Mystery Tasting: What Brand is this Vodka?
Everyone loves a good mystery, but not usually when it comes to their food.
Most people eat only what they are familiar with or like. Guests at the “Dining in the Dark” event on Tuesday were challenged to sample something different, a mystery French vodka. They were all kept in the dark about the vodka brand served during dinner at Atmosphere Bistro in Atlanta, Ga.
As another Hers magazine staff member and I waited to be seated, mingling with other guests, we were treated to a champagne and vodka spritz, garnished with fresh raspberries. Shortly thereafter came a three-course meal prepared by Chef Adam Olejniczak. With each course, came a new mystery sampling of the French vodka, each prepared to complement the dish.
The hostess for the evening was Chef Jennifer Booker Hill, who explained how the drink mixes, her own recipes, were specially prepared to enhance dishes. “The taste, I feel, is very crisp and refreshing,” she explained. “It has a little peppery finish, but it’s very smooth, and to prove that to you, we’ve added it to some cocktails.”
Without giving away the brand name, Chef Jennifer went on to explain how it is “five times filtered” and distilled in the heart of France’s cognac region. By this time, we were curious, ready to sample the vodka and make notes in our dinner passport, stamped with the “Republic of France” and its national emblem.
The first course during the mystery vodka-pairing dinner was Poulpe en Salade, a charred octopus salad with hearts of palm, Niçoise olives, fresh tomatoes, marinated anchovies, red onion, and organic arugula topped with a lemon confit dressing. The dish was paired with the mystery French vodka served neat. This means it was unmixed and served without being chilled or without any water, ice or other mixer. Sipping the bold but slightly sweet vodka slowly between bites, ignited flavors in the salad.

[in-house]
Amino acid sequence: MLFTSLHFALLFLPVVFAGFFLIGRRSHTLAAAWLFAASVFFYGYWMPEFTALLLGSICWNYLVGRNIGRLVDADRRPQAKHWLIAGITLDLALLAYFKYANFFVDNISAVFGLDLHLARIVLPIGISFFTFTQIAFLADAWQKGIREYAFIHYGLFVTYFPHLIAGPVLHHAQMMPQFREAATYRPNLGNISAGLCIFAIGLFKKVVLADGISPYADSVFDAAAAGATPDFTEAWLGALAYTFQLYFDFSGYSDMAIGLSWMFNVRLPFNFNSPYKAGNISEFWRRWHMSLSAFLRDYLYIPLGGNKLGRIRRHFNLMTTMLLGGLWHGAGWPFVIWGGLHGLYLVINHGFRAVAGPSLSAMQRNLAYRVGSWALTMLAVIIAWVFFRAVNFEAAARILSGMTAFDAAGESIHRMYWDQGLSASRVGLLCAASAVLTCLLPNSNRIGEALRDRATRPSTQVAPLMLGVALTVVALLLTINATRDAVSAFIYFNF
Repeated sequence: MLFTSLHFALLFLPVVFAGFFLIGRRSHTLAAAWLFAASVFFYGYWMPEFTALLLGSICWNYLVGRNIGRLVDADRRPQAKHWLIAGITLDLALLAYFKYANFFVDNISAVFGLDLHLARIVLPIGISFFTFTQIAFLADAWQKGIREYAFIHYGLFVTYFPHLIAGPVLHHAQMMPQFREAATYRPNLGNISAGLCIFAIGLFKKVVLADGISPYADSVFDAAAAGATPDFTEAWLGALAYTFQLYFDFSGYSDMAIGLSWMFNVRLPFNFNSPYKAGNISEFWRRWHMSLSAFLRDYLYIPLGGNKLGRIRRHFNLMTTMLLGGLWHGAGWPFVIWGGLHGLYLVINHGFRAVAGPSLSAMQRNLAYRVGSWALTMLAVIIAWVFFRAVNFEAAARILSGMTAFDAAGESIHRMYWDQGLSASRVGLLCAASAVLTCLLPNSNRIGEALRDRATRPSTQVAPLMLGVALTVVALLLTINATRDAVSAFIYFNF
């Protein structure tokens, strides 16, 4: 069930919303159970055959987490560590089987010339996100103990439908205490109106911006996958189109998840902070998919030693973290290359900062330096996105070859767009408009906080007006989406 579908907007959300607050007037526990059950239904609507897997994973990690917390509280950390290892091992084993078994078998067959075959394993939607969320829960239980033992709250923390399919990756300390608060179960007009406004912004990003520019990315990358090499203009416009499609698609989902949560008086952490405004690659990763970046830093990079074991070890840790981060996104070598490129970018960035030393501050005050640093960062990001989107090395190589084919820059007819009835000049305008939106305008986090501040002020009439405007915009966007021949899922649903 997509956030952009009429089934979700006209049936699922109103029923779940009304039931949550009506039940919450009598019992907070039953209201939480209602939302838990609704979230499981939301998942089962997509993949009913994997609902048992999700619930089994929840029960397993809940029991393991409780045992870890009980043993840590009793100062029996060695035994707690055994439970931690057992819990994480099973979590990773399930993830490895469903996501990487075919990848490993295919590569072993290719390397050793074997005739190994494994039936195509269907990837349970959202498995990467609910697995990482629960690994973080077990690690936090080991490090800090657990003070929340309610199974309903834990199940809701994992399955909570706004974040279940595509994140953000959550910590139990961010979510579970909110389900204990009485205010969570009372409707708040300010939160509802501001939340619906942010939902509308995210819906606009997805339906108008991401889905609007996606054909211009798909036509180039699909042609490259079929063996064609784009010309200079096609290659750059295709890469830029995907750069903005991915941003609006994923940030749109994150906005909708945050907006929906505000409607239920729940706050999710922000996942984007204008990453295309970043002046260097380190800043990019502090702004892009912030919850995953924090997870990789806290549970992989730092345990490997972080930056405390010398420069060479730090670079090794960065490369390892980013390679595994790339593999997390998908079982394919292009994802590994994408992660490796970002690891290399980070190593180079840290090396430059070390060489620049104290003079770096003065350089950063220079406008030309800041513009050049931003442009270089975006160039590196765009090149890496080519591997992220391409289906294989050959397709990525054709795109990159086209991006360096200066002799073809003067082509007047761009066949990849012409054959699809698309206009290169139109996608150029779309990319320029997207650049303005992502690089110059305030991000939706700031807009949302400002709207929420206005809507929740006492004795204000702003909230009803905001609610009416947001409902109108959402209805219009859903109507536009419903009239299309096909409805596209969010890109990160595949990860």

The second course was Confit de canard Moulard, a duck leg confit cooked in the time-honored French tradition, with wild mushroom raviolis, glazed baby carrots, and fresh French green beans, all marinated in a truffle red wine reduction. The dish was paired with Chef Jennifer’s Southern Berry Bramble cocktail. My favorite, the cocktail had a tart sweetness that married perfectly with the meal, especially the sauce.
For dessert, we had Profiteroles, a choux filled with French vanilla ice cream, topped with warm dark chocolate and toasted Polignac almonds. Chef Jennifer paired it with her own cocktail, Le Orange Drop, make with vodka and orange liqueur. The smooth, subtle orange flavor in the drink paired well with the dessert.
Finally, Chef Jennifer asked us what brand of vodka we had been drinking. As others speculated aloud or quietly among themselves, a Hers staff member, Torri Luke, said “Pinnacle.” She said it softly but convincingly enough that a man sitting across from her, heard and repeated it aloud. To that, Chef Jennifer said to him, “You’re right. It’s Pinnacle Vodka.”
After some thought about its history, the former mystery now seemed obvious. The evening ended with an introduction to the chef, a complimentary bottle of Pinnacle Vodka, two drink glasses and the cocktail recipes, which we have shared below. Enjoy!
1 parts Pinnacle Vodka
2 parts champagne
Fresh raspberries (garnish)
Pour Pinnacle Vodka into a champagne flute and then top with champagne. Garnish with raspberries.
Southern Berry Bramble:
1½ parts Pinnacle Vodka
½ parts DeKuyper raspberry liqueur
½ parts freshly squeezed lemon juice
1 large ripe strawberry, stem removed
2 ripe blackberries
1 sprig fresh mint (garnish)
Smash the berries and lemon juice in a rocks glass. Add Pinnacle vodka, raspberry liqueur and crushed ice. Stir until chilled. Garnish with a sprig of crushed mint.
Le Orange Drop:
2 parts Pinnacle Vodka
1 part orange liqueur
1 twist of orange peel (garnish)
Pour Pinnacle Vodka and orange liqueur into a cocktail shaker full of crushed ice. Strain into a chilled martini glass. Garnish with a twist of orange peel.